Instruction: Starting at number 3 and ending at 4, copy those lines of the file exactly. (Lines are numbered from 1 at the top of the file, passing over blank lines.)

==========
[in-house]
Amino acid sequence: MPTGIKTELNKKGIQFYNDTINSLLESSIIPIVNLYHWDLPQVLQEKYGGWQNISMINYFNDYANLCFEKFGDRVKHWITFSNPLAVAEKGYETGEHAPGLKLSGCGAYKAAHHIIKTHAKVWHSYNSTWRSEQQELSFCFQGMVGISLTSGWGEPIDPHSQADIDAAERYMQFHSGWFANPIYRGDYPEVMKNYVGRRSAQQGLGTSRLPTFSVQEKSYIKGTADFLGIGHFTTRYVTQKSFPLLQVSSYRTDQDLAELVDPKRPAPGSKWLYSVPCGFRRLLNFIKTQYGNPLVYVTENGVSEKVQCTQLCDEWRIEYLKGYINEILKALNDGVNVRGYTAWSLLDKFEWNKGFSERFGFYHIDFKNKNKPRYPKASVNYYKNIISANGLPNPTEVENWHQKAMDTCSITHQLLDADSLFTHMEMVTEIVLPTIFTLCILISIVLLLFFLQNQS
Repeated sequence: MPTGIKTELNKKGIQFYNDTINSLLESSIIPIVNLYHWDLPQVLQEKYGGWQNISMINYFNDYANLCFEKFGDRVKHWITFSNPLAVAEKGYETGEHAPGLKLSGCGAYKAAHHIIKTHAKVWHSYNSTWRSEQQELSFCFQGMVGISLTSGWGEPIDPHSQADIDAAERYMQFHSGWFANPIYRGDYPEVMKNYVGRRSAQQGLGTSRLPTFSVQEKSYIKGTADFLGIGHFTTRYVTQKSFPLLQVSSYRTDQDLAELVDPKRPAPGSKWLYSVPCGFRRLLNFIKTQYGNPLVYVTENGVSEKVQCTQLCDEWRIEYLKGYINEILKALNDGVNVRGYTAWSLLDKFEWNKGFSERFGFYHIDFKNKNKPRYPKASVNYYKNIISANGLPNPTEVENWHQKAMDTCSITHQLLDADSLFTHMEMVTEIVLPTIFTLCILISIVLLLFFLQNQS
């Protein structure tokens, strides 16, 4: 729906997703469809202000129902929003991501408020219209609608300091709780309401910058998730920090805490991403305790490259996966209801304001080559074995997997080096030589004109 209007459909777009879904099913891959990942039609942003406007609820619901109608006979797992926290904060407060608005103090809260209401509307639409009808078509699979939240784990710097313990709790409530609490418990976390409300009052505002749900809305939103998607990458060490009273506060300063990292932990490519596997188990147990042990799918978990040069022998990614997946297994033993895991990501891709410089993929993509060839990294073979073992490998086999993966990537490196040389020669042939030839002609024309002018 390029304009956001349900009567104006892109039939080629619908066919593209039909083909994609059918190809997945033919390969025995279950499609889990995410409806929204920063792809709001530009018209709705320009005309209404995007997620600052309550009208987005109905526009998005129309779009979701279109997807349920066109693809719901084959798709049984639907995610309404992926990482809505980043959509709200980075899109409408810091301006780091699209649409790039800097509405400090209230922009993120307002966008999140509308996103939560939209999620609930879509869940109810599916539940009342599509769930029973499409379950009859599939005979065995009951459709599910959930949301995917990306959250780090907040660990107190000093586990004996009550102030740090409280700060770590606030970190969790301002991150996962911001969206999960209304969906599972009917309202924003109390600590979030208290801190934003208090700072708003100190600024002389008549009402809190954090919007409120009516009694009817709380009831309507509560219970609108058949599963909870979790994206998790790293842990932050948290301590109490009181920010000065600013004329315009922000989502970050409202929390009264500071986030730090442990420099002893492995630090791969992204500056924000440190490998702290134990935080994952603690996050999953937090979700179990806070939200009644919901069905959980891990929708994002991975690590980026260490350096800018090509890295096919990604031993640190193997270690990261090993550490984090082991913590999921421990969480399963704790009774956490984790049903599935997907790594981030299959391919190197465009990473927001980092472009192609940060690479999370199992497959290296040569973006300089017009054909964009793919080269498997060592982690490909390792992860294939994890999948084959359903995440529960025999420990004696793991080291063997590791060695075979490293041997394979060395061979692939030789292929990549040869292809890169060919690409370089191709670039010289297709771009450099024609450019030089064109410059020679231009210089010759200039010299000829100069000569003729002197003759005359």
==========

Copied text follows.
Repeated sequence: MPTGIKTELNKKGIQFYNDTINSLLESSIIPIVNLYHWDLPQVLQEKYGGWQNISMINYFNDYANLCFEKFGDRVKHWITFSNPLAVAEKGYETGEHAPGLKLSGCGAYKAAHHIIKTHAKVWHSYNSTWRSEQQELSFCFQGMVGISLTSGWGEPIDPHSQADIDAAERYMQFHSGWFANPIYRGDYPEVMKNYVGRRSAQQGLGTSRLPTFSVQEKSYIKGTADFLGIGHFTTRYVTQKSFPLLQVSSYRTDQDLAELVDPKRPAPGSKWLYSVPCGFRRLLNFIKTQYGNPLVYVTENGVSEKVQCTQLCDEWRIEYLKGYINEILKALNDGVNVRGYTAWSLLDKFEWNKGFSERFGFYHIDFKNKNKPRYPKASVNYYKNIISANGLPNPTEVENWHQKAMDTCSITHQLLDADSLFTHMEMVTEIVLPTIFTLCILISIVLLLFFLQNQS
């Protein structure tokens, strides 16, 4: 729906997703469809202000129902929003991501408020219209609608300091709780309401910058998730920090805490991403305790490259996966209801304001080559074995997997080096030589004109 209007459909777009879904099913891959990942039609942003406007609820619901109608006979797992926290904060407060608005103090809260209401509307639409009808078509699979939240784990710097313990709790409530609490418990976390409300009052505002749900809305939103998607990458060490009273506060300063990292932990490519596997188990147990042990799918978990040069022998990614997946297994033993895991990501891709410089993929993509060839990294073979073992490998086999993966990537490196040389020669042939030839002609024309002018 390029304009956001349900009567104006892109039939080629619908066919593209039909083909994609059918190809997945033919390969025995279950499609889990995410409806929204920063792809709001530009018209709705320009005309209404995007997620600052309550009208987005109905526009998005129309779009979701279109997807349920066109693809719901084959798709049984639907995610309404992926990482809505980043959509709200980075899109409408810091301006780091699209649409790039800097509405400090209230922009993120307002966008999140509308996103939560939209999620609930879509869940109810599916539940009342599509769930029973499409379950009859599939005979065995009951459709599910959930949301995917990306959250780090907040660990107190000093586990004996009550102030740090409280700060770590606030970190969790301002991150996962911001969206999960209304969906599972009917309202924003109390600590979030208290801190934003208090700072708003100190600024002389008549009402809190954090919007409120009516009694009817709380009831309507509560219970609108058949599963909870979790994206998790790293842990932050948290301590109490009181920010000065600013004329315009922000989502970050409202929390009264500071986030730090442990420099002893492995630090791969992204500056924000440190490998702290134990935080994952603690996050999953937090979700179990806070939200009644919901069905959980891990929708994002991975690590980026260490350096800018090509890295096919990604031993640190193997270690990261090993550490984090082991913590999921421990969480399963704790009774956490984790049903599935997907790594981030299959391919190197465009990473927001980092472009192609940060690479999370199992497959290296040569973006300089017009054909964009793919080269498997060592982690490909390792992860294939994890999948084959359903995440529960025999420990004696793991080291063997590791060695075979490293041997394979060395061979692939030789292929990549040869292809890169060919690409370089191709670039010289297709771009450099024609450019030089064109410059020679231009210089010759200039010299000829100069000569003729002197003759005359």